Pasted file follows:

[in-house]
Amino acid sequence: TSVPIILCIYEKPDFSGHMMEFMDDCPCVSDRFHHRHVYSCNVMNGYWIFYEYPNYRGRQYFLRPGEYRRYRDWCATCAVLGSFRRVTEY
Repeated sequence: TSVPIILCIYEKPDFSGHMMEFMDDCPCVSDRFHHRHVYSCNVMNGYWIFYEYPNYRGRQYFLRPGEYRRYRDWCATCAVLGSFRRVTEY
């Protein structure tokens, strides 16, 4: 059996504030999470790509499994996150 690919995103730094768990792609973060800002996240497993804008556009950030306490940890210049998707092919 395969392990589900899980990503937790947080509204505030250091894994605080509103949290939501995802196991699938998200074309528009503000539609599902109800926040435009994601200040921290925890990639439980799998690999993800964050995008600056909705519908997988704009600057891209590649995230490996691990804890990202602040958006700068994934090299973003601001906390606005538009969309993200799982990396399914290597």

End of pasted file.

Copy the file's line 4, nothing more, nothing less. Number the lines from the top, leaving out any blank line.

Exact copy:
């Protein structure tokens, strides 16, 4: 059996504030999470790509499994996150 690919995103730094768990792609973060800002996240497993804008556009950030306490940890210049998707092919 395969392990589900899980990503937790947080509204505030250091894994605080509103949290939501995802196991699938998200074309528009503000539609599902109800926040435009994601200040921290925890990639439980799998690999993800964050995008600056909705519908997988704009600057891209590649995230490996691990804890990202602040958006700068994934090299973003601001906390606005538009969309993200799982990396399914290597």